Separation of chairperson and CEO
Position paper 26 October 2018
Norges bank investment management position
The board should exercise objective judgement on corporate affairs and be able to make decisions independently of management. The board should be chaired by an independent non-executive member. The roles of chairperson and CEO should not be held by the same individual.
The board is responsible for guiding company strategy, monitoring management performance and providing accountability to shareholders. Ensuring that the board functions effectively is of fundamental importance to shareholders. This position paper considers the importance of separating the roles of chairperson and CEO for the independence and effectiveness of the board.
Combined roles are on the decline globally, even in the US where they are still dominant among the largest companies. In the UK, combining these roles has become rare since a recommendation on separation was codified in 1992.
Some jurisdictions allow the combination of board chairperson and executive positions. The German, Dutch and Scandinavian markets do not allow combined roles. We note that the separation of chairperson and CEO can be a source of contention between shareholders and boards.
Arguments for the position
Chairperson and CEO have fundamentally different functions
In leading the board, the chairperson is ultimately responsible for guiding company strategy, monitoring management and promoting shareholders’ interests. The CEO is responsible for implementing company strategy as approved by the board, and for the day-to-day management of the company.
Monitoring management performance requires separation of roles
The responsibilities of the board include hiring, remunerating, monitoring and, when necessary, replacing the CEO. For the board to be independent in carrying out these responsibilities, it cannot be chaired by the CEO.
An independently led board can better support management
The board should support management and provide guidance. A chairperson who is independent from management can better provide objective guidance and is less likely to have inherent conflicts of interest.
Arguments against the position
No clear evidence that separate roles lead to higher performance
Many successful companies have a combined chairperson and CEO. Empirical research is inconclusive as to whether separate roles create superior value. If the company is financially successful, there is no reason to insist on a separate chairperson.
A board chaired by a non-executive can lead to inefficiency
A board with a non-executive chairperson will seek to assert its authority. Any conflict between the chairperson and the CEO may undermine investor confidence in the company. Many stakeholders will also prefer to relate to a single decision maker in the company.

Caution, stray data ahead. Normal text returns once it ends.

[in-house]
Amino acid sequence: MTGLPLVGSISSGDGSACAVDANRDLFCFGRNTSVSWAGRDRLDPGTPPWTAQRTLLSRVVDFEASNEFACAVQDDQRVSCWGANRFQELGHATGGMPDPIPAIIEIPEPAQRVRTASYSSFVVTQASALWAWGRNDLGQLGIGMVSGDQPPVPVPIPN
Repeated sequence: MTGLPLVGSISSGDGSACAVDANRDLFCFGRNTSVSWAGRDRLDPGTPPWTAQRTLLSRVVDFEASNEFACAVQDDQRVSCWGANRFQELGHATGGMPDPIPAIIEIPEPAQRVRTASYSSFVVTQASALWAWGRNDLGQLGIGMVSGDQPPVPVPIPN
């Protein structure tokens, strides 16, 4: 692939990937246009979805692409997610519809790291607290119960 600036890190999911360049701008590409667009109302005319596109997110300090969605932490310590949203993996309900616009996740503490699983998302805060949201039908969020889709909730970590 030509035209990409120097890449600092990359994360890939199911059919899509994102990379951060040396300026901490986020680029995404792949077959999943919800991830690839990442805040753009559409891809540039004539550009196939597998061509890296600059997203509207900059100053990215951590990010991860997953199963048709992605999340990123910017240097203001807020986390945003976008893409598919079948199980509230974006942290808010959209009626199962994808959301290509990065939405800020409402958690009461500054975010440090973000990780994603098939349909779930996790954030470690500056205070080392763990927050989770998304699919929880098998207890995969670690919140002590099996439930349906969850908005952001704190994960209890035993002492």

The company will not be able to recruit the best CEO if not offering both roles
Some candidates will prefer to assume both roles and be fully in charge. Separate roles may be seen to reflect a lack of confidence in the abilities of the CEO. A combined chairperson and CEO will be seen as a CEO with a stronger mandate and therefore as a more attractive position.
Norges bank investment management considerations
Weighing the arguments, and based on our experience as a global investor, we find that a non-executive chairperson is in a stronger position to guide strategy, oversee management and promote the interests of shareholders. This position reflects our principled approach to corporate governance.
We believe that a clear division of roles and responsibilities is necessary to ensure effective oversight and controls. This may be particularly relevant when monitoring management performance and deciding on a remuneration policy for the CEO and management.
We also observe that some boards decide to allow the combination of roles for certain phases of a company’s life. Where a company has a combined chairperson and CEO, the board must ensure that this governance model is limited to a set period. The board should put in place measures to mitigate any conflicts of interest, including in the hiring, monitoring and remuneration of management. The board should report regularly to shareholders on the effectiveness of these measures.
This position will serve as a basis for our discussions with company boards.